The Treasury Department on Tuesday announced that the U.S. and a handful of key economic allies will prohibit imports of Russian gold, Moscow’s largest export outside of the energy sector.
The expanded sanctions represent the latest effort by the U.S. and some of its Group of Seven partners to target Russian President Vladimir Putin and alienate the country’s economy from international commerce and payments systems.
The United Kingdom, Canada and Japan are joining in the effort.
Treasury Secretary Janet Yellen has touted the multilateral approach to enforce economic penalties as crippling to Moscow and a severe punishment for Putin’s monthslong invasion of Ukraine.
Treasury also announced Tuesday that its penalties now target an additional 70 Russian companies and other entities critical to the country’s defense industrial and manufacturing base.
“Broad multilateral commitments and actions by G7 members this week further cut off the Russian Federation’s access to technology that is critical to their military,” Yellen said in a press release. “Targeting Russia’s defense industry will degrade Putin’s capabilities and further impede his war against Ukraine, which has already been plagued by poor morale, broken supply chains and logistical failures.”
The ban against gold mined in Russia does not apply to metal that was located outside of Russia prior to Tuesday’s declaration, the Treasury added.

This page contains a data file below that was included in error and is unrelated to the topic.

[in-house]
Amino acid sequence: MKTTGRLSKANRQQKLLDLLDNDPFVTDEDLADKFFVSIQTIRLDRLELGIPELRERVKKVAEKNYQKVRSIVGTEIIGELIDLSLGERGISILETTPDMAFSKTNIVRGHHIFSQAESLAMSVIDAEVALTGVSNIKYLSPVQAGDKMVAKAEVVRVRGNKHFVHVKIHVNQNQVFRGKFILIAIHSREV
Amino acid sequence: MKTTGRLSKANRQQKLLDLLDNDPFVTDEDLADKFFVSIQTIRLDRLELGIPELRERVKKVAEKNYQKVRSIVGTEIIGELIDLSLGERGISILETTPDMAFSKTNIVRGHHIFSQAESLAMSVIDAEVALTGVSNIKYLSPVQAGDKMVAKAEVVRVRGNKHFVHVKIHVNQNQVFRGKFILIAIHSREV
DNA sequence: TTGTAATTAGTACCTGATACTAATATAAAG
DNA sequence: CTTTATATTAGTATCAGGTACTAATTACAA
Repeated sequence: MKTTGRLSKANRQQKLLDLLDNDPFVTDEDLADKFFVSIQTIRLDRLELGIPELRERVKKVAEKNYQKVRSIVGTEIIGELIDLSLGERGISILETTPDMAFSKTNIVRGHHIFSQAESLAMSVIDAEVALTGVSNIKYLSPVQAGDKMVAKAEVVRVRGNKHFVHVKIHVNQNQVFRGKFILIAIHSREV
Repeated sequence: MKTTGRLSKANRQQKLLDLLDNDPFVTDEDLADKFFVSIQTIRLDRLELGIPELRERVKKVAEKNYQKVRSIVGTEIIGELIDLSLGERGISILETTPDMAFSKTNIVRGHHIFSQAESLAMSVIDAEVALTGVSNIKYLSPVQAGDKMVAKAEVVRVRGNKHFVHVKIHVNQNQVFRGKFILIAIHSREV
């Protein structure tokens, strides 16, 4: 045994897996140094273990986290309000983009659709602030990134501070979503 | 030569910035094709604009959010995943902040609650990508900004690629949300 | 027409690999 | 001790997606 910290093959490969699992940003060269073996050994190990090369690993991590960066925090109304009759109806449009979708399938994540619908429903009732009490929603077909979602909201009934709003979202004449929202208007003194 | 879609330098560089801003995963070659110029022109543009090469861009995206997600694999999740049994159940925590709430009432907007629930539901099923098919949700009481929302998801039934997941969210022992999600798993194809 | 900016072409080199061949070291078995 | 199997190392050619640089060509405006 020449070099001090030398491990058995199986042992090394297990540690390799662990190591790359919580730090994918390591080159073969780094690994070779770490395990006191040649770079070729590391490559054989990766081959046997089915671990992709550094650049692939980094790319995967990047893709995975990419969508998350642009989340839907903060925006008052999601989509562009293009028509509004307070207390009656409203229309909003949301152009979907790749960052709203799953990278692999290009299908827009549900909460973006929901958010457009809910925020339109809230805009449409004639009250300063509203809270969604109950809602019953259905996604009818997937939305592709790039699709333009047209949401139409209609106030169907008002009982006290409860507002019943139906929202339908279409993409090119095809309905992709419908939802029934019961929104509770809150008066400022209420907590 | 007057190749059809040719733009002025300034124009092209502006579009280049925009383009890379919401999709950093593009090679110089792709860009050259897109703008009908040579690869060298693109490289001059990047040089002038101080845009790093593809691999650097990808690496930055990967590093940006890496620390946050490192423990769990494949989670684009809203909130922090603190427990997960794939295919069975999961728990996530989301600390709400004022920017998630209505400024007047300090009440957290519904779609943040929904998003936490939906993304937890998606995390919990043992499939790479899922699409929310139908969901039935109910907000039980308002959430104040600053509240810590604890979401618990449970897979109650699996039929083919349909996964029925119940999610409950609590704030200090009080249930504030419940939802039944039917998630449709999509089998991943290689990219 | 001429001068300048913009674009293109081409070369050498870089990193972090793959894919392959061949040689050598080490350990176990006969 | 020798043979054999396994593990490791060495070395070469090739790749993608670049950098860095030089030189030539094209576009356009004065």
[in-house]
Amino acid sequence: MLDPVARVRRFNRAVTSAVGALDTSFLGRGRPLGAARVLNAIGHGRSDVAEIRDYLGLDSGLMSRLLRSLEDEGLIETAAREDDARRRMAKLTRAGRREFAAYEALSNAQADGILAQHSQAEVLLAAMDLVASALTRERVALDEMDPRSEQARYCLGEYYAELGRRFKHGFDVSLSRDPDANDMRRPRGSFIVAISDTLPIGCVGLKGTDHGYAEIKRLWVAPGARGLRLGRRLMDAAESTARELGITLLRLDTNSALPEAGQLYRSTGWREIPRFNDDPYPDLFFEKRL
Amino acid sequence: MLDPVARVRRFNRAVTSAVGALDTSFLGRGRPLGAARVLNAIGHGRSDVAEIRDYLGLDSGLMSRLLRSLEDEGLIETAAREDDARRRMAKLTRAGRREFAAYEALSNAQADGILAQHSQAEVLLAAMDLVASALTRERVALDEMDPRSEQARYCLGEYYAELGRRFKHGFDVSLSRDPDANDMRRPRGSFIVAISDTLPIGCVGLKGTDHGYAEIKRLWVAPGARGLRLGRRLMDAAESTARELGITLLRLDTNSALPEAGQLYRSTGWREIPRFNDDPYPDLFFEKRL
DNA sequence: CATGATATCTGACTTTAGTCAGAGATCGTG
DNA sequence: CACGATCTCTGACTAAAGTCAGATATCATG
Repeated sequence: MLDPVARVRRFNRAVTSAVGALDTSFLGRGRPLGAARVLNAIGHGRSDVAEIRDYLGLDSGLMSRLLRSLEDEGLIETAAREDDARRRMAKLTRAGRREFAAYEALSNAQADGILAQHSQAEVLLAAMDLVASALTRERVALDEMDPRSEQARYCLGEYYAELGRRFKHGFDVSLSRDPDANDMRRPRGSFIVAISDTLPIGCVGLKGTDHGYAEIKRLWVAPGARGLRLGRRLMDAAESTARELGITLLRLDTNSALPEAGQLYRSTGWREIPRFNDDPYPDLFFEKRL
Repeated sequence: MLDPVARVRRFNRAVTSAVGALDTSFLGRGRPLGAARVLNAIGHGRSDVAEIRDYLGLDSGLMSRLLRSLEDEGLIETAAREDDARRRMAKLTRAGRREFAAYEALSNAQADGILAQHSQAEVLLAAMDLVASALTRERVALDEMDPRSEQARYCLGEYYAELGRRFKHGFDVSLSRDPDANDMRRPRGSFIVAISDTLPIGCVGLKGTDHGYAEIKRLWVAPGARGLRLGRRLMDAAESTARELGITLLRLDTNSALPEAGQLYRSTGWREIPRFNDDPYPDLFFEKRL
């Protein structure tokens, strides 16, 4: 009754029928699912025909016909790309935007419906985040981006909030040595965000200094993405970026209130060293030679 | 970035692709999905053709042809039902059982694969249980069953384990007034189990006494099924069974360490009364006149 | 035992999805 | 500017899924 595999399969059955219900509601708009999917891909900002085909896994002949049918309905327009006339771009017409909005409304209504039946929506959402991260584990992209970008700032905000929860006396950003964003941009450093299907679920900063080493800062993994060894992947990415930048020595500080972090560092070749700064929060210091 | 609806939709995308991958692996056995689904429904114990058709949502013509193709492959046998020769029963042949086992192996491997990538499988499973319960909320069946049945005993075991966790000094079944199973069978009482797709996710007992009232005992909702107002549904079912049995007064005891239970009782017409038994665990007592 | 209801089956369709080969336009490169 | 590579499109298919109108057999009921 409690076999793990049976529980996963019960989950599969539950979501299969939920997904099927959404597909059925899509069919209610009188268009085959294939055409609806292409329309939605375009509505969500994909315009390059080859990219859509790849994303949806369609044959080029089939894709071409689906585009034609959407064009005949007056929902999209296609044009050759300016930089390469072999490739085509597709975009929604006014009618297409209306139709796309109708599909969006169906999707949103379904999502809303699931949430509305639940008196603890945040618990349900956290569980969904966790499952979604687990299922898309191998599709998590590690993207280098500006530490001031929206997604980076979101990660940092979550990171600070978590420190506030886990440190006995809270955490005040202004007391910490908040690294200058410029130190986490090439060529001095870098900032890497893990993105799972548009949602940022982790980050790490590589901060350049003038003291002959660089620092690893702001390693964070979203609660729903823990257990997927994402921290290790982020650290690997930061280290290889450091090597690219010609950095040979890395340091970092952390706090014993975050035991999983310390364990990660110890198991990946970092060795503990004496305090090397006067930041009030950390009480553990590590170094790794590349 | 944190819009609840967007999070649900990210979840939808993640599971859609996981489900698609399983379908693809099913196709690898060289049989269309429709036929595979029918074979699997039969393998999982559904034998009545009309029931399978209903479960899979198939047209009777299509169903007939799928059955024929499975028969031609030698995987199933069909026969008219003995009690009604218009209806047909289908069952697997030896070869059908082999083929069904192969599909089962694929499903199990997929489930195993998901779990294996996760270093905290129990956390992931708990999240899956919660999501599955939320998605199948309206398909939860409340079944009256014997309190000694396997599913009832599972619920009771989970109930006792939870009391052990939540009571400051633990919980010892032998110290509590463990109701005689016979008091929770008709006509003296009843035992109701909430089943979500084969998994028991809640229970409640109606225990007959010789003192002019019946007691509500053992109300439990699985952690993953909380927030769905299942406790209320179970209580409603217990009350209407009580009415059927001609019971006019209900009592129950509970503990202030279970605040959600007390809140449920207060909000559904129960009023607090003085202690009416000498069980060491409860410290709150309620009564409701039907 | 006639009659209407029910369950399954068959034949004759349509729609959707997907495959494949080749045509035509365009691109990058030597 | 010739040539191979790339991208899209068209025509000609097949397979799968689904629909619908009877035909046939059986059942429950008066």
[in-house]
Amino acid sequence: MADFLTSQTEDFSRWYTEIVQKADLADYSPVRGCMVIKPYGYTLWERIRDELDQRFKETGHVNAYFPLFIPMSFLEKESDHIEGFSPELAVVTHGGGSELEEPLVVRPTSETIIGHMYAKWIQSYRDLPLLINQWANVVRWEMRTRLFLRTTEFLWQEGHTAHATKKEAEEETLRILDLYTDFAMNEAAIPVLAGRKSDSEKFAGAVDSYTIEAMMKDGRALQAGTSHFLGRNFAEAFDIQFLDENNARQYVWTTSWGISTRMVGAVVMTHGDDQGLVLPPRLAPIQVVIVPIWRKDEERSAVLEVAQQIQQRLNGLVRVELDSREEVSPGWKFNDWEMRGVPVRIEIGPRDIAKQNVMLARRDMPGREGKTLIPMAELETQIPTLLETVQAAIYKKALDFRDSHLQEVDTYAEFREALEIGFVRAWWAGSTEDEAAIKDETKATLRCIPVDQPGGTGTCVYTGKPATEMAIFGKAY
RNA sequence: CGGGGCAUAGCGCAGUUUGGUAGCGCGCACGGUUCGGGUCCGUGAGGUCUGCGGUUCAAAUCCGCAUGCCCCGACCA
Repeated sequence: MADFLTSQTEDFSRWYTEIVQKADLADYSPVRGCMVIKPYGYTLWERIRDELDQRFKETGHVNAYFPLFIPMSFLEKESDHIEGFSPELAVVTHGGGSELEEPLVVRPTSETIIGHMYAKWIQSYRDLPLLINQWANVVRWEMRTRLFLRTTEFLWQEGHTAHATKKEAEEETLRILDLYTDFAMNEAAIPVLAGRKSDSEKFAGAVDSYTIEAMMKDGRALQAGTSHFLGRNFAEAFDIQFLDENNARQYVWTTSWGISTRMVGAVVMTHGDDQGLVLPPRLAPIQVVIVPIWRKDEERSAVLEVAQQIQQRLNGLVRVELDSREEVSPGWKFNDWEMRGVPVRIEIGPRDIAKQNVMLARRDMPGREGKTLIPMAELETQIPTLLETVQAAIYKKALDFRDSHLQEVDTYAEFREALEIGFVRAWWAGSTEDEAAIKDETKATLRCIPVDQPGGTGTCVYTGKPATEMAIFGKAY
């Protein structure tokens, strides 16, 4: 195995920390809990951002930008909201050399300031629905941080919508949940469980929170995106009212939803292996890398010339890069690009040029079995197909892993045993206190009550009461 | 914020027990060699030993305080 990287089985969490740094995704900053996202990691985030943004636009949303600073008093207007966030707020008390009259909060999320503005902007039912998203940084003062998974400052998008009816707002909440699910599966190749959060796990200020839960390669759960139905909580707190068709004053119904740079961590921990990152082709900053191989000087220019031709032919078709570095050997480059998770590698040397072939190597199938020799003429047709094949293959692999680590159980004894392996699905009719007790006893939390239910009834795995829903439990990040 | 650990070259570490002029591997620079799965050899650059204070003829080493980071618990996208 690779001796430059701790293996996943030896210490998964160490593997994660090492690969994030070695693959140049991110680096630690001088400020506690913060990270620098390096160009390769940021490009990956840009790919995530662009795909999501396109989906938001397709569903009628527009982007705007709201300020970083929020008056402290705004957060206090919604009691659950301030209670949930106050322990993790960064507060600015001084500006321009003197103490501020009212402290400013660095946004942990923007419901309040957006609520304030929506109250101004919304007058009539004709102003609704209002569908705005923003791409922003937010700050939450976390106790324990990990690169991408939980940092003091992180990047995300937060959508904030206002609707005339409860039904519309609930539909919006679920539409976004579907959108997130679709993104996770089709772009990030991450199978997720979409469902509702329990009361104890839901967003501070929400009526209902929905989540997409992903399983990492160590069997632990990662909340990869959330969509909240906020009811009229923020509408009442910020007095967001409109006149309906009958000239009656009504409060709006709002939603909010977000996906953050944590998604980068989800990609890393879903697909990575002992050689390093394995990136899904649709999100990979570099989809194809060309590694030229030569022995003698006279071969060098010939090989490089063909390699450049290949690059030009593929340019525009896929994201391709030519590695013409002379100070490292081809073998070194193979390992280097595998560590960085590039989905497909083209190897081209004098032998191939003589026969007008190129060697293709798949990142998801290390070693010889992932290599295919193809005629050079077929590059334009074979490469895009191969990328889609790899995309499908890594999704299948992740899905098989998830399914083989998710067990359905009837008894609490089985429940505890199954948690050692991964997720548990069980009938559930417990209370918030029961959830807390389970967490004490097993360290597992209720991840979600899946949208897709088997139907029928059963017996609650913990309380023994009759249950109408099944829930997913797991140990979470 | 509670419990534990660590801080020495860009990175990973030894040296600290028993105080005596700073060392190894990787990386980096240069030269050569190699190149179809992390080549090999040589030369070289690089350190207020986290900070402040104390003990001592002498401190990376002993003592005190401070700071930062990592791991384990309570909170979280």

The decision came as President Joe Biden and other world leaders from the Group of Seven gathered for meetings in Germany. Countries sympathetic to Ukraine have already stopped most trade with Moscow, frozen hundreds of billions of dollars’ worth of Russian funds held in foreign accounts and banned Russian banks from using a global messaging system known as SWIFT.
Russian officials and oligarchs had been suspected of ramping up gold production to blunt the impact of global restrictions and economic penalties that have left Moscow bankrupt.
Still, it is unclear how big of an effect the move will have on the Russian war in Ukraine.
The U.S. and its partners have struggled to keep economic pressure on Putin without causing too much backlash on their own economies and in the face of China’s continued purchases of Russian goods.
Global oil and gasoline prices spiked in the first half of 2022, signaling that Beijing’s purchases of Russian petroleum amount to hefty profits for Moscow even as European and American consumers balk at steep prices at gas stations.
The U.S. national average price for a gallon of regular gasoline was $4.88 on Tuesday, off of the record $5.016 hit earlier in the month.